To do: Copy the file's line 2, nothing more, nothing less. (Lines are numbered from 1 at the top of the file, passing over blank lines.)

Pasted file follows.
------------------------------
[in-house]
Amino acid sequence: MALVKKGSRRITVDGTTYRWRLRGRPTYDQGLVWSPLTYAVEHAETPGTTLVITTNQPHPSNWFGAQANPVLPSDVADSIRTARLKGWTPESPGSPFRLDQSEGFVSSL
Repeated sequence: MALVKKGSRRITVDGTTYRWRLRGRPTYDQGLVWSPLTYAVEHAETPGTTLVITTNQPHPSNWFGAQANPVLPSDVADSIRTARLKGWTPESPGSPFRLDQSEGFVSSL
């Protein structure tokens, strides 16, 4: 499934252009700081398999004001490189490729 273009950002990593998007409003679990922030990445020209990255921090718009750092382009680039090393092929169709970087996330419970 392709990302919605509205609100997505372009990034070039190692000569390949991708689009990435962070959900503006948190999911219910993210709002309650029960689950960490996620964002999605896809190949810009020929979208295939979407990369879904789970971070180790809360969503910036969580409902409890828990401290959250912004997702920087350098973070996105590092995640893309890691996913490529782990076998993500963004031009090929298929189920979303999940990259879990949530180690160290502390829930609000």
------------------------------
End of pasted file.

Amino acid sequence: MALVKKGSRRITVDGTTYRWRLRGRPTYDQGLVWSPLTYAVEHAETPGTTLVITTNQPHPSNWFGAQANPVLPSDVADSIRTARLKGWTPESPGSPFRLDQSEGFVSSL